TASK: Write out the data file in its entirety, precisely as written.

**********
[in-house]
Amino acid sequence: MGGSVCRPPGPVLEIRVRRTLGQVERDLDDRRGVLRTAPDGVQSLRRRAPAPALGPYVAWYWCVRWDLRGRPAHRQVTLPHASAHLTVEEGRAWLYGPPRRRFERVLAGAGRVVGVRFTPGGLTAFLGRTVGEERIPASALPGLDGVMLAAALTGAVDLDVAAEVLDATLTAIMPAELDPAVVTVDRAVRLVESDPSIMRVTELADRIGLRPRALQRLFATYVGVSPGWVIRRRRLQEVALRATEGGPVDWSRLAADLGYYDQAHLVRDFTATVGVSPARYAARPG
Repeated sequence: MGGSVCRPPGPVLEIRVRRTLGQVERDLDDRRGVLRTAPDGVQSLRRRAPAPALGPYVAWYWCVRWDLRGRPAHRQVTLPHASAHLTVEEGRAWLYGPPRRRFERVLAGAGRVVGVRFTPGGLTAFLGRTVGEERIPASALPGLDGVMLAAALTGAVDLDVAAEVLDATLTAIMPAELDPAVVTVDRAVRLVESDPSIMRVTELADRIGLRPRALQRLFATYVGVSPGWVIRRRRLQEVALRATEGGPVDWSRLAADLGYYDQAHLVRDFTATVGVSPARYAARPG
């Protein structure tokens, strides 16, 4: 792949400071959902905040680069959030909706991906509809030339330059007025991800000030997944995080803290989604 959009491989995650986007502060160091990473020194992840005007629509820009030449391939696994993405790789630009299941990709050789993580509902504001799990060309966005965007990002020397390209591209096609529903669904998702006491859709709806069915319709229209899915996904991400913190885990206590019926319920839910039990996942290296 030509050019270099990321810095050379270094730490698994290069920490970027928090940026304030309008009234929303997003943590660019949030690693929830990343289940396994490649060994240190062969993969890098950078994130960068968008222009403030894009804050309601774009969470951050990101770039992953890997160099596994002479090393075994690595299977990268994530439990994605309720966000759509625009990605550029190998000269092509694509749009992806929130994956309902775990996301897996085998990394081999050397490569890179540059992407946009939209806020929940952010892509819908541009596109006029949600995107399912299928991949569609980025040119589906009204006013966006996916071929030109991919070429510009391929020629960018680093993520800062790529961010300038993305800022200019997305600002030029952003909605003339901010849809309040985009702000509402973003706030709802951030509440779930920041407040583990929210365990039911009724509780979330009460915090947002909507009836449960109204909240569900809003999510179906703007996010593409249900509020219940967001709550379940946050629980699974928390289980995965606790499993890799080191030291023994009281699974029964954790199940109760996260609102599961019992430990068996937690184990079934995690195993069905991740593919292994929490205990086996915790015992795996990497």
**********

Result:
[in-house]
Amino acid sequence: MGGSVCRPPGPVLEIRVRRTLGQVERDLDDRRGVLRTAPDGVQSLRRRAPAPALGPYVAWYWCVRWDLRGRPAHRQVTLPHASAHLTVEEGRAWLYGPPRRRFERVLAGAGRVVGVRFTPGGLTAFLGRTVGEERIPASALPGLDGVMLAAALTGAVDLDVAAEVLDATLTAIMPAELDPAVVTVDRAVRLVESDPSIMRVTELADRIGLRPRALQRLFATYVGVSPGWVIRRRRLQEVALRATEGGPVDWSRLAADLGYYDQAHLVRDFTATVGVSPARYAARPG
Repeated sequence: MGGSVCRPPGPVLEIRVRRTLGQVERDLDDRRGVLRTAPDGVQSLRRRAPAPALGPYVAWYWCVRWDLRGRPAHRQVTLPHASAHLTVEEGRAWLYGPPRRRFERVLAGAGRVVGVRFTPGGLTAFLGRTVGEERIPASALPGLDGVMLAAALTGAVDLDVAAEVLDATLTAIMPAELDPAVVTVDRAVRLVESDPSIMRVTELADRIGLRPRALQRLFATYVGVSPGWVIRRRRLQEVALRATEGGPVDWSRLAADLGYYDQAHLVRDFTATVGVSPARYAARPG
């Protein structure tokens, strides 16, 4: 792949400071959902905040680069959030909706991906509809030339330059007025991800000030997944995080803290989604 959009491989995650986007502060160091990473020194992840005007629509820009030449391939696994993405790789630009299941990709050789993580509902504001799990060309966005965007990002020397390209591209096609529903669904998702006491859709709806069915319709229209899915996904991400913190885990206590019926319920839910039990996942290296 030509050019270099990321810095050379270094730490698994290069920490970027928090940026304030309008009234929303997003943590660019949030690693929830990343289940396994490649060994240190062969993969890098950078994130960068968008222009403030894009804050309601774009969470951050990101770039992953890997160099596994002479090393075994690595299977990268994530439990994605309720966000759509625009990605550029190998000269092509694509749009992806929130994956309902775990996301897996085998990394081999050397490569890179540059992407946009939209806020929940952010892509819908541009596109006029949600995107399912299928991949569609980025040119589906009204006013966006996916071929030109991919070429510009391929020629960018680093993520800062790529961010300038993305800022200019997305600002030029952003909605003339901010849809309040985009702000509402973003706030709802951030509440779930920041407040583990929210365990039911009724509780979330009460915090947002909507009836449960109204909240569900809003999510179906703007996010593409249900509020219940967001709550379940946050629980699974928390289980995965606790499993890799080191030291023994009281699974029964954790199940109760996260609102599961019992430990068996937690184990079934995690195993069905991740593919292994929490205990086996915790015992795996990497």